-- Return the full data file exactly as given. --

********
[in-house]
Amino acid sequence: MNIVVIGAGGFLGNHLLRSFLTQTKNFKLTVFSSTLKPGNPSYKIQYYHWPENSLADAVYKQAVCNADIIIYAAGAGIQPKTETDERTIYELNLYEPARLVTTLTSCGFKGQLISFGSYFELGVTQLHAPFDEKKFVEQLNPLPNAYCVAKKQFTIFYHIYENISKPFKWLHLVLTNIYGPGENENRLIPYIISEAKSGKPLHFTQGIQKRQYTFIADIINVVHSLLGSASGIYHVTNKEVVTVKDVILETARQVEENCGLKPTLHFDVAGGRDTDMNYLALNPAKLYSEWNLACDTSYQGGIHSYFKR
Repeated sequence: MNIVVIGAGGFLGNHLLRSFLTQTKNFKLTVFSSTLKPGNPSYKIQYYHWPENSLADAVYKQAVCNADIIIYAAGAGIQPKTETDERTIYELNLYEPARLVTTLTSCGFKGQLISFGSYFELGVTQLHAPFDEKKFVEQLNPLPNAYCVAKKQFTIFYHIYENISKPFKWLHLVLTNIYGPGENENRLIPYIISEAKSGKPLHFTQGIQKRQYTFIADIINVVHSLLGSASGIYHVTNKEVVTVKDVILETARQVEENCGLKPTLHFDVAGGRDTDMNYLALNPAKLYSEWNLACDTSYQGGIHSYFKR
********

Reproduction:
[in-house]
Amino acid sequence: MNIVVIGAGGFLGNHLLRSFLTQTKNFKLTVFSSTLKPGNPSYKIQYYHWPENSLADAVYKQAVCNADIIIYAAGAGIQPKTETDERTIYELNLYEPARLVTTLTSCGFKGQLISFGSYFELGVTQLHAPFDEKKFVEQLNPLPNAYCVAKKQFTIFYHIYENISKPFKWLHLVLTNIYGPGENENRLIPYIISEAKSGKPLHFTQGIQKRQYTFIADIINVVHSLLGSASGIYHVTNKEVVTVKDVILETARQVEENCGLKPTLHFDVAGGRDTDMNYLALNPAKLYSEWNLACDTSYQGGIHSYFKR
Repeated sequence: MNIVVIGAGGFLGNHLLRSFLTQTKNFKLTVFSSTLKPGNPSYKIQYYHWPENSLADAVYKQAVCNADIIIYAAGAGIQPKTETDERTIYELNLYEPARLVTTLTSCGFKGQLISFGSYFELGVTQLHAPFDEKKFVEQLNPLPNAYCVAKKQFTIFYHIYENISKPFKWLHLVLTNIYGPGENENRLIPYIISEAKSGKPLHFTQGIQKRQYTFIADIINVVHSLLGSASGIYHVTNKEVVTVKDVILETARQVEENCGLKPTLHFDVAGGRDTDMNYLALNPAKLYSEWNLACDTSYQGGIHSYFKR